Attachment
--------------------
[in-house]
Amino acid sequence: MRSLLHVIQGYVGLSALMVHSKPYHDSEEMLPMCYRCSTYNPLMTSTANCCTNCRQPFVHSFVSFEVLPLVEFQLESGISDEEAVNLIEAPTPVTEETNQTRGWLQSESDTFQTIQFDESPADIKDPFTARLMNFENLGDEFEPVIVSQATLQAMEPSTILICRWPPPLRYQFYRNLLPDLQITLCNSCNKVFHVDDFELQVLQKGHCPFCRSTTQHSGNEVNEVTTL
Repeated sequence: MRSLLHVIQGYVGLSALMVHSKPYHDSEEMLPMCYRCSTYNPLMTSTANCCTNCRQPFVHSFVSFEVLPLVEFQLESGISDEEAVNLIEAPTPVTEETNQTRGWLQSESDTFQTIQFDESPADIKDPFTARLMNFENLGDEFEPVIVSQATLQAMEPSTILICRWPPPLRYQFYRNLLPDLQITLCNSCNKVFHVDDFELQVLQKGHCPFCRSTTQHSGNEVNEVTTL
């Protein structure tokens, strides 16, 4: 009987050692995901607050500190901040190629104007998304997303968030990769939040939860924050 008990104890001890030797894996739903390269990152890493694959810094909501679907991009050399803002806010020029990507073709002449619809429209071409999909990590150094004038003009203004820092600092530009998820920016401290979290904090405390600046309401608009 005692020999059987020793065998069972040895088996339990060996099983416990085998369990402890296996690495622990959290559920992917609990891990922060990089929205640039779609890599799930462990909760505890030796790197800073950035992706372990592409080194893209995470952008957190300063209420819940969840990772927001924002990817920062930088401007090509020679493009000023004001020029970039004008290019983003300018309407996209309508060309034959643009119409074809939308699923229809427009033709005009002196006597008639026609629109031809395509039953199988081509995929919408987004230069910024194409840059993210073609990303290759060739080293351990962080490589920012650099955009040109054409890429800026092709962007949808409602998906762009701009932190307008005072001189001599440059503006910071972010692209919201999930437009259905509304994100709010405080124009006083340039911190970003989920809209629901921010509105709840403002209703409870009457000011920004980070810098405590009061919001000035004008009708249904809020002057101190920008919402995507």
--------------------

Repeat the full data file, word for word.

[in-house]
Amino acid sequence: MRSLLHVIQGYVGLSALMVHSKPYHDSEEMLPMCYRCSTYNPLMTSTANCCTNCRQPFVHSFVSFEVLPLVEFQLESGISDEEAVNLIEAPTPVTEETNQTRGWLQSESDTFQTIQFDESPADIKDPFTARLMNFENLGDEFEPVIVSQATLQAMEPSTILICRWPPPLRYQFYRNLLPDLQITLCNSCNKVFHVDDFELQVLQKGHCPFCRSTTQHSGNEVNEVTTL
Repeated sequence: MRSLLHVIQGYVGLSALMVHSKPYHDSEEMLPMCYRCSTYNPLMTSTANCCTNCRQPFVHSFVSFEVLPLVEFQLESGISDEEAVNLIEAPTPVTEETNQTRGWLQSESDTFQTIQFDESPADIKDPFTARLMNFENLGDEFEPVIVSQATLQAMEPSTILICRWPPPLRYQFYRNLLPDLQITLCNSCNKVFHVDDFELQVLQKGHCPFCRSTTQHSGNEVNEVTTL
């Protein structure tokens, strides 16, 4: 009987050692995901607050500190901040190629104007998304997303968030990769939040939860924050 008990104890001890030797894996739903390269990152890493694959810094909501679907991009050399803002806010020029990507073709002449619809429209071409999909990590150094004038003009203004820092600092530009998820920016401290979290904090405390600046309401608009 005692020999059987020793065998069972040895088996339990060996099983416990085998369990402890296996690495622990959290559920992917609990891990922060990089929205640039779609890599799930462990909760505890030796790197800073950035992706372990592409080194893209995470952008957190300063209420819940969840990772927001924002990817920062930088401007090509020679493009000023004001020029970039004008290019983003300018309407996209309508060309034959643009119409074809939308699923229809427009033709005009002196006597008639026609629109031809395509039953199988081509995929919408987004230069910024194409840059993210073609990303290759060739080293351990962080490589920012650099955009040109054409890429800026092709962007949808409602998906762009701009932190307008005072001189001599440059503006910071972010692209919201999930437009259905509304994100709010405080124009006083340039911190970003989920809209629901921010509105709840403002209703409870009457000011920004980070810098405590009061919001000035004008009708249904809020002057101190920008919402995507």